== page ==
And Then There Were None (1945)

"Movie poster for the film And Then There Were None."
© Twentieth Century Fox Film Corporation

Widely considered one of Agatha Christie’s best who-dunnits, “The Ten Little Indians” first appeared in the Post on May 20, 1939, and ran as a six-part serial before it was published in book form in 1940.

The murder-mystery tale featuring ten strangers who are slowly picked off, one by one, by a mysterious killer made a gripping story for the big screen. Starring Barry Fitzgerald, Walter Huston, and Louis Hayward, the film adheres to the ending of the Ten Little Indians play rather than the novel, which had a considerably darker ending that audiences disliked, and which Christie re-wrote herself to include a romance and a happier resolution. In fact, only the 1987 Soviet film version kept the novel’s original ending.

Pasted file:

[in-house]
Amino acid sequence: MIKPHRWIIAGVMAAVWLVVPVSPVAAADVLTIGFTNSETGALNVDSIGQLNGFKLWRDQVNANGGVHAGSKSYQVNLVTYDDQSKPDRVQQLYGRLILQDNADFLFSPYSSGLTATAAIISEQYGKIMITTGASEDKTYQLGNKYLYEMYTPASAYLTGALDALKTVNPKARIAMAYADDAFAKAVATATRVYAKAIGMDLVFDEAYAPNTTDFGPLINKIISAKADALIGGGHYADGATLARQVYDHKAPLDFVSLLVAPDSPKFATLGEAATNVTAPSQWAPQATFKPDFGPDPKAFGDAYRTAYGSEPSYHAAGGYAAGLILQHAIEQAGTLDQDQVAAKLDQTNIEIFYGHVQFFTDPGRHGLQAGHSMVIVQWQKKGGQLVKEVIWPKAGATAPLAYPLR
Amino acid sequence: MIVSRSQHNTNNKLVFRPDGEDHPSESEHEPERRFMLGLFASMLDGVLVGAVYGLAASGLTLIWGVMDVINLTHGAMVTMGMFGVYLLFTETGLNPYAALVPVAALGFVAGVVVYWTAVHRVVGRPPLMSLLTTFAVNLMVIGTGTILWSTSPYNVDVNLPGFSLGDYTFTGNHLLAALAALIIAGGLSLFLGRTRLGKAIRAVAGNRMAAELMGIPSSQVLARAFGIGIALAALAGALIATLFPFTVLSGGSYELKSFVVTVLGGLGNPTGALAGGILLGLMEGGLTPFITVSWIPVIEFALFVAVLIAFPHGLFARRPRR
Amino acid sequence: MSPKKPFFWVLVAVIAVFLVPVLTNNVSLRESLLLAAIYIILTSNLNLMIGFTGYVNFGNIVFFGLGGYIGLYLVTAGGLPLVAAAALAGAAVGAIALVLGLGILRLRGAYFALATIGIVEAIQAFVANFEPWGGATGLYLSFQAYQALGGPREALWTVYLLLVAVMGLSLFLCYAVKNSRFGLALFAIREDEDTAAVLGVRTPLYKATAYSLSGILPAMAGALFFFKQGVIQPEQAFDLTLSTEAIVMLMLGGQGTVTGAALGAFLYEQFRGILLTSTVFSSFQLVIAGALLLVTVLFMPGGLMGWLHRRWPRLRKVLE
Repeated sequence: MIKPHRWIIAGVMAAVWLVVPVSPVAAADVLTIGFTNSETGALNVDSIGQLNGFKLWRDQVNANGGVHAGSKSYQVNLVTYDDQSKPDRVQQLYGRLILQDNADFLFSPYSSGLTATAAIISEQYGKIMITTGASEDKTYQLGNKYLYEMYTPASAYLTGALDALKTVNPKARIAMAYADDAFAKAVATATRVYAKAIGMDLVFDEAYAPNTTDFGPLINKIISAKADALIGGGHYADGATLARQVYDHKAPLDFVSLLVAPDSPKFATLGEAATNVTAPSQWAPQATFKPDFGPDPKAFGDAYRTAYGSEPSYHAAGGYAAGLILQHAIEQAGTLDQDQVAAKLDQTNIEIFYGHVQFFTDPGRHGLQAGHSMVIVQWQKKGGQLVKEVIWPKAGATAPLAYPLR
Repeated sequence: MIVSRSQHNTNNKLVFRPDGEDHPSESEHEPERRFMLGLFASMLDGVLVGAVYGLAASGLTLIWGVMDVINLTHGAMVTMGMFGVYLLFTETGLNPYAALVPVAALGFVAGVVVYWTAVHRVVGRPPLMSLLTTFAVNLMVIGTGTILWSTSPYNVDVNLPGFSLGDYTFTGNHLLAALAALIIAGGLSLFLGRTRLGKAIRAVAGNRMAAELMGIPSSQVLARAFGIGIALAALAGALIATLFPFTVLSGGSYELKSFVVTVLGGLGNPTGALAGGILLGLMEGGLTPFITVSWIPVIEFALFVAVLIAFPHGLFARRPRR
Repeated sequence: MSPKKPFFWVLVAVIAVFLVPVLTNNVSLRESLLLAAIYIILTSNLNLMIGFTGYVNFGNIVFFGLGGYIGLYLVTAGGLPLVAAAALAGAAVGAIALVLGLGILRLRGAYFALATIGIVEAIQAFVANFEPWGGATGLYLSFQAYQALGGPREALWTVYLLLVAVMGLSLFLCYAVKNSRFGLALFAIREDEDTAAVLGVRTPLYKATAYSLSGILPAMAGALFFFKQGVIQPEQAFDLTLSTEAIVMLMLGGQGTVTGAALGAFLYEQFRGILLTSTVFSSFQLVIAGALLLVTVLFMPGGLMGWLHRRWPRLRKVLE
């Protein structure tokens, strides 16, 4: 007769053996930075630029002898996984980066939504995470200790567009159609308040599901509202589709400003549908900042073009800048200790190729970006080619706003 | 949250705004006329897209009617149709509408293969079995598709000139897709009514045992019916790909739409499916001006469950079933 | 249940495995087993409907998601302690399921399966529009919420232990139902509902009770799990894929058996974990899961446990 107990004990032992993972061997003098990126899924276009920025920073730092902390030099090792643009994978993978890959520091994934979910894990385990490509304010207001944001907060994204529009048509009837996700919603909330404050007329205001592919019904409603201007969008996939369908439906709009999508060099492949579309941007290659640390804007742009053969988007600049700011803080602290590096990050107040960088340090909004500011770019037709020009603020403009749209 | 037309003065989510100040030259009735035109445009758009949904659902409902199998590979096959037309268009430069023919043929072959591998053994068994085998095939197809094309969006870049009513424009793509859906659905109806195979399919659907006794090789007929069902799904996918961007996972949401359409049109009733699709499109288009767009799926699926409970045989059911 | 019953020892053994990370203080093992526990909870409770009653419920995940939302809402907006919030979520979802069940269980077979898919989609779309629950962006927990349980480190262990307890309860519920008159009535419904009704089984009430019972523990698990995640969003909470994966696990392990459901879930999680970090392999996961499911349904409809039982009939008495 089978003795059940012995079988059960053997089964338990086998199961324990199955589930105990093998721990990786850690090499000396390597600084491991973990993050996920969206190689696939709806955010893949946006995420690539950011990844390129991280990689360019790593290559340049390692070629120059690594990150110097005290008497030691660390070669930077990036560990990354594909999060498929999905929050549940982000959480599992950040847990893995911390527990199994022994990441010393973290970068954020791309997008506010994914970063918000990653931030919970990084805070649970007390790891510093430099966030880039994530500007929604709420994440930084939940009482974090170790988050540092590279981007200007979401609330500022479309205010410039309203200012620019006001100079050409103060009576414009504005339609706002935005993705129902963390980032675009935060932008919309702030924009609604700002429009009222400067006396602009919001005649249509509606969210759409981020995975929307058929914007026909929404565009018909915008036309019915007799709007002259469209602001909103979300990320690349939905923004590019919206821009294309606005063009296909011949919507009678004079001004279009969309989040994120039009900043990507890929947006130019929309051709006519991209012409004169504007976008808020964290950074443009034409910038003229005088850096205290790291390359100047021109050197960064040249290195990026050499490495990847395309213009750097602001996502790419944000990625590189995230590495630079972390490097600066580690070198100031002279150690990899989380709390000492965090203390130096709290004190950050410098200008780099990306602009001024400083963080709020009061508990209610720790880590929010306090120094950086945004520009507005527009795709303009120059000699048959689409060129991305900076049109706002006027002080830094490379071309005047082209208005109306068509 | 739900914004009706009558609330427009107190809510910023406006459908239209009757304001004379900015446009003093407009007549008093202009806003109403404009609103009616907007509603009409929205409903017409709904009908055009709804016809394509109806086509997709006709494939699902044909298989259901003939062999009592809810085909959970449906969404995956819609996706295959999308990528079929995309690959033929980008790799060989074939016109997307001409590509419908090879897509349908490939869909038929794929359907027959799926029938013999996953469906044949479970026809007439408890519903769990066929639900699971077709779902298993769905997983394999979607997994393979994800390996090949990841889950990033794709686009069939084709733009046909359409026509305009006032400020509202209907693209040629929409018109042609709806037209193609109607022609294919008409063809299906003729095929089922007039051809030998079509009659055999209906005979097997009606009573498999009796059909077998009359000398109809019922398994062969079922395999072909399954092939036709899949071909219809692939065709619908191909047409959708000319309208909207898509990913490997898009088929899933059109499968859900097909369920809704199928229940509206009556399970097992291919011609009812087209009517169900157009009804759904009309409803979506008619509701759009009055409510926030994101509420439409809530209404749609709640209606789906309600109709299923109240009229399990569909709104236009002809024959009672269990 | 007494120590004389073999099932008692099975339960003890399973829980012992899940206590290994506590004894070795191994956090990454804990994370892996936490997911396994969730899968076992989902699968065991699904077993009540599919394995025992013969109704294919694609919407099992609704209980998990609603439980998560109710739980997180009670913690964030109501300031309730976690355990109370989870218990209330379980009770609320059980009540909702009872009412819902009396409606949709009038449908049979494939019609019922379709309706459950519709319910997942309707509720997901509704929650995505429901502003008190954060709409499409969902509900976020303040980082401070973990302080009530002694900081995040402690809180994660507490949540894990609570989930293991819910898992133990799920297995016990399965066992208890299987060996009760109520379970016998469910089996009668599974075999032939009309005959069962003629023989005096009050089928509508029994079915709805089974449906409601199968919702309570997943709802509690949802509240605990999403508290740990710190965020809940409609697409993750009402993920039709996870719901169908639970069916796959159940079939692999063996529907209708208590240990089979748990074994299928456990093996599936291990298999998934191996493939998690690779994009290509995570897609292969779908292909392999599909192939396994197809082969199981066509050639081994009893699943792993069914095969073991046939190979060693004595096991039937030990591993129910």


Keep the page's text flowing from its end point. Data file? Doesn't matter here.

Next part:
The 1945 incarnation is the most true to the book, however, and is typically the most popular film adaptation, earning a four-star rating from Leonard Maltin and Turner Classic Movies.

While none of the seven film versions has ever attracted Academy attention, the story’s plotline has been referenced more than fifteen times in popular media, including episodes of Gilligan’s Island, Golden Girls, Supernatural, and in horror flick Friday the 13th.